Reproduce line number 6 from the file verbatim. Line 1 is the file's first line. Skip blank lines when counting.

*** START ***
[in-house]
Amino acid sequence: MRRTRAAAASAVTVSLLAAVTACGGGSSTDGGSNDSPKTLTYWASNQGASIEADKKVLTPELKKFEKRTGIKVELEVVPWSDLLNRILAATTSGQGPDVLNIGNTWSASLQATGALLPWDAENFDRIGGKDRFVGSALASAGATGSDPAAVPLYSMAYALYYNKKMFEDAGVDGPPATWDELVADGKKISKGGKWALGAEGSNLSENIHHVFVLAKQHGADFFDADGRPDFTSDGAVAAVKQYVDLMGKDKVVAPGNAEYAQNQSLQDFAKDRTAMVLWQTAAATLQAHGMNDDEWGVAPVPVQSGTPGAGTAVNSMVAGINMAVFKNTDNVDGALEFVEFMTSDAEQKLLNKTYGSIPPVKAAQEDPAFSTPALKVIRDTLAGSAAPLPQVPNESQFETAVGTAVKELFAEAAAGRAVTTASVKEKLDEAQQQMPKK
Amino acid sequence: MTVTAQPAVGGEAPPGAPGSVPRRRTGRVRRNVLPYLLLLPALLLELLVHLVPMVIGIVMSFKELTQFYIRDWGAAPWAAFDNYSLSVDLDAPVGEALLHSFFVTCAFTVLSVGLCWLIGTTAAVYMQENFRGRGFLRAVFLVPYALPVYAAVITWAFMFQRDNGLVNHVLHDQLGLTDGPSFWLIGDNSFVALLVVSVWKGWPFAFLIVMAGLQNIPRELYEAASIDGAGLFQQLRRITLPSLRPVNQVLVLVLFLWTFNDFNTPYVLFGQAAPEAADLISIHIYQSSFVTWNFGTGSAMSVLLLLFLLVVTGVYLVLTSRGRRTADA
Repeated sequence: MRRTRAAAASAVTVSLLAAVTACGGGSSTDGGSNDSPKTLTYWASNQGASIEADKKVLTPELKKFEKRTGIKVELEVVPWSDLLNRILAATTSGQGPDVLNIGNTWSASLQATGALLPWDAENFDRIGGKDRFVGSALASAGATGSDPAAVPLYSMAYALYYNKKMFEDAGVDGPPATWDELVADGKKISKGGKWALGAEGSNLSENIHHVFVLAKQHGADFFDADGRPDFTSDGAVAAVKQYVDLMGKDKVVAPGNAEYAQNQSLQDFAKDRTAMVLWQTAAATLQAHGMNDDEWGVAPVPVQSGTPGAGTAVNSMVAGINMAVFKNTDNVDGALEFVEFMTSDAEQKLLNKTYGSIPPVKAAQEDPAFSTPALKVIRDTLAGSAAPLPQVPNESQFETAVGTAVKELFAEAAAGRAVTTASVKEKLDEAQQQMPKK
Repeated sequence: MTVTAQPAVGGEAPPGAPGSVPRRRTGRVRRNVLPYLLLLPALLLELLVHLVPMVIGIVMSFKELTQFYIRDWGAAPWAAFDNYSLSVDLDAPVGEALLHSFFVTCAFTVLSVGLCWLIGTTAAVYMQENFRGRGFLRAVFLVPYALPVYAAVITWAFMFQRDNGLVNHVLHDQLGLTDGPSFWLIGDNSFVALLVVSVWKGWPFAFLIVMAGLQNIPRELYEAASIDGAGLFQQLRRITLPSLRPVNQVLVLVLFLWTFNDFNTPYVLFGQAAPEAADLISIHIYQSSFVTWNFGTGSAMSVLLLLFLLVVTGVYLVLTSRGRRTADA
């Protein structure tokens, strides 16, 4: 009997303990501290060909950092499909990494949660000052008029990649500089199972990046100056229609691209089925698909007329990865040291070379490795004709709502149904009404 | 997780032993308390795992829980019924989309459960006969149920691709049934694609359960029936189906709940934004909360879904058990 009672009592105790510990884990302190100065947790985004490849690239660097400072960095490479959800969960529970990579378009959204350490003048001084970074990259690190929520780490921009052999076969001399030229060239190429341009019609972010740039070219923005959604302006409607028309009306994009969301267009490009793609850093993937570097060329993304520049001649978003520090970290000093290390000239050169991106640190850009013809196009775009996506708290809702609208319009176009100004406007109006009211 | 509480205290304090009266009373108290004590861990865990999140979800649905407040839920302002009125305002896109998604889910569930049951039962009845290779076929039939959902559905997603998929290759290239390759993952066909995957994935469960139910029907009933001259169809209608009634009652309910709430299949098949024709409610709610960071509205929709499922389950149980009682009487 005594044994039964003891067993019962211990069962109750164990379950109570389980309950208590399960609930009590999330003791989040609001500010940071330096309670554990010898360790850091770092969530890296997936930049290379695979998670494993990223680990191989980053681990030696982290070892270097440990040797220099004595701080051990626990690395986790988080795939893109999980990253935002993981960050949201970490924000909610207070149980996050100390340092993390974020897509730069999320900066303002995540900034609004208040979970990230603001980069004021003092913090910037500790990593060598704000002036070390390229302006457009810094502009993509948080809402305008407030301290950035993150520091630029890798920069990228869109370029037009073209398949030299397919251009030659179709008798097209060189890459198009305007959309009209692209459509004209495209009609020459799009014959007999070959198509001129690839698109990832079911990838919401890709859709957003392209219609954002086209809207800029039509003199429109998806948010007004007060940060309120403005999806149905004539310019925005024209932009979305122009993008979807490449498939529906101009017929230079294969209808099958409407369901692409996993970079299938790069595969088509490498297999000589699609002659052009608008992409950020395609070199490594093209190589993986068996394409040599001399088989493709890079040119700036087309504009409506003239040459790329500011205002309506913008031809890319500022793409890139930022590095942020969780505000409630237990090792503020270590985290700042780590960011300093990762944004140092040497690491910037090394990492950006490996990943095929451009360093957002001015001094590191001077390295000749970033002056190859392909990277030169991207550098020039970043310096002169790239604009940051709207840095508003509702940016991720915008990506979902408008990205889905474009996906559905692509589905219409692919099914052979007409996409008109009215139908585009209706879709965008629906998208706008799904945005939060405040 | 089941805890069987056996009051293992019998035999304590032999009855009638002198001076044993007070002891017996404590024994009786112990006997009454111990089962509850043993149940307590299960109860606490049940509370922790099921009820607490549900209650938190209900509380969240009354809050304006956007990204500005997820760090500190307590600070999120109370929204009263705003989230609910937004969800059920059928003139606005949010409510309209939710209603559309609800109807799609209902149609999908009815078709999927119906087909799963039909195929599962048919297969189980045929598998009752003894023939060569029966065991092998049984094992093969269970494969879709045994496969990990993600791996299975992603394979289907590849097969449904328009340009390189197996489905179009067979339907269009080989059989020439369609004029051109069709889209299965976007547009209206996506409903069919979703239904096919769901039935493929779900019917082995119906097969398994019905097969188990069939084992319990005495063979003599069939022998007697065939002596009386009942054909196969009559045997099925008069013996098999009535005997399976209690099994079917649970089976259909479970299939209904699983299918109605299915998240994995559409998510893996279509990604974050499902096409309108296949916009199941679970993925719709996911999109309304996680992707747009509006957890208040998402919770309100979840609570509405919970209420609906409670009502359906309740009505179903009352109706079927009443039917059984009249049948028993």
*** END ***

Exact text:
């Protein structure tokens, strides 16, 4: 009997303990501290060909950092499909990494949660000052008029990649500089199972990046100056229609691209089925698909007329990865040291070379490795004709709502149904009404 | 997780032993308390795992829980019924989309459960006969149920691709049934694609359960029936189906709940934004909360879904058990 009672009592105790510990884990302190100065947790985004490849690239660097400072960095490479959800969960529970990579378009959204350490003048001084970074990259690190929520780490921009052999076969001399030229060239190429341009019609972010740039070219923005959604302006409607028309009306994009969301267009490009793609850093993937570097060329993304520049001649978003520090970290000093290390000239050169991106640190850009013809196009775009996506708290809702609208319009176009100004406007109006009211 | 509480205290304090009266009373108290004590861990865990999140979800649905407040839920302002009125305002896109998604889910569930049951039962009845290779076929039939959902559905997603998929290759290239390759993952066909995957994935469960139910029907009933001259169809209608009634009652309910709430299949098949024709409610709610960071509205929709499922389950149980009682009487 005594044994039964003891067993019962211990069962109750164990379950109570389980309950208590399960609930009590999330003791989040609001500010940071330096309670554990010898360790850091770092969530890296997936930049290379695979998670494993990223680990191989980053681990030696982290070892270097440990040797220099004595701080051990626990690395986790988080795939893109999980990253935002993981960050949201970490924000909610207070149980996050100390340092993390974020897509730069999320900066303002995540900034609004208040979970990230603001980069004021003092913090910037500790990593060598704000002036070390390229302006457009810094502009993509948080809402305008407030301290950035993150520091630029890798920069990228869109370029037009073209398949030299397919251009030659179709008798097209060189890459198009305007959309009209692209459509004209495209009609020459799009014959007999070959198509001129690839698109990832079911990838919401890709859709957003392209219609954002086209809207800029039509003199429109998806948010007004007060940060309120403005999806149905004539310019925005024209932009979305122009993008979807490449498939529906101009017929230079294969209808099958409407369901692409996993970079299938790069595969088509490498297999000589699609002659052009608008992409950020395609070199490594093209190589993986068996394409040599001399088989493709890079040119700036087309504009409506003239040459790329500011205002309506913008031809890319500022793409890139930022590095942020969780505000409630237990090792503020270590985290700042780590960011300093990762944004140092040497690491910037090394990492950006490996990943095929451009360093957002001015001094590191001077390295000749970033002056190859392909990277030169991207550098020039970043310096002169790239604009940051709207840095508003509702940016991720915008990506979902408008990205889905474009996906559905692509589905219409692919099914052979007409996409008109009215139908585009209706879709965008629906998208706008799904945005939060405040 | 089941805890069987056996009051293992019998035999304590032999009855009638002198001076044993007070002891017996404590024994009786112990006997009454111990089962509850043993149940307590299960109860606490049940509370922790099921009820607490549900209650938190209900509380969240009354809050304006956007990204500005997820760090500190307590600070999120109370929204009263705003989230609910937004969800059920059928003139606005949010409510309209939710209603559309609800109807799609209902149609999908009815078709999927119906087909799963039909195929599962048919297969189980045929598998009752003894023939060569029966065991092998049984094992093969269970494969879709045994496969990990993600791996299975992603394979289907590849097969449904328009340009390189197996489905179009067979339907269009080989059989020439369609004029051109069709889209299965976007547009209206996506409903069919979703239904096919769901039935493929779900019917082995119906097969398994019905097969188990069939084992319990005495063979003599069939022998007697065939002596009386009942054909196969009559045997099925008069013996098999009535005997399976209690099994079917649970089976259909479970299939209904699983299918109605299915998240994995559409998510893996279509990604974050499902096409309108296949916009199941679970993925719709996911999109309304996680992707747009509006957890208040998402919770309100979840609570509405919970209420609906409670009502359906309740009505179903009352109706079927009443039917059984009249049948028993």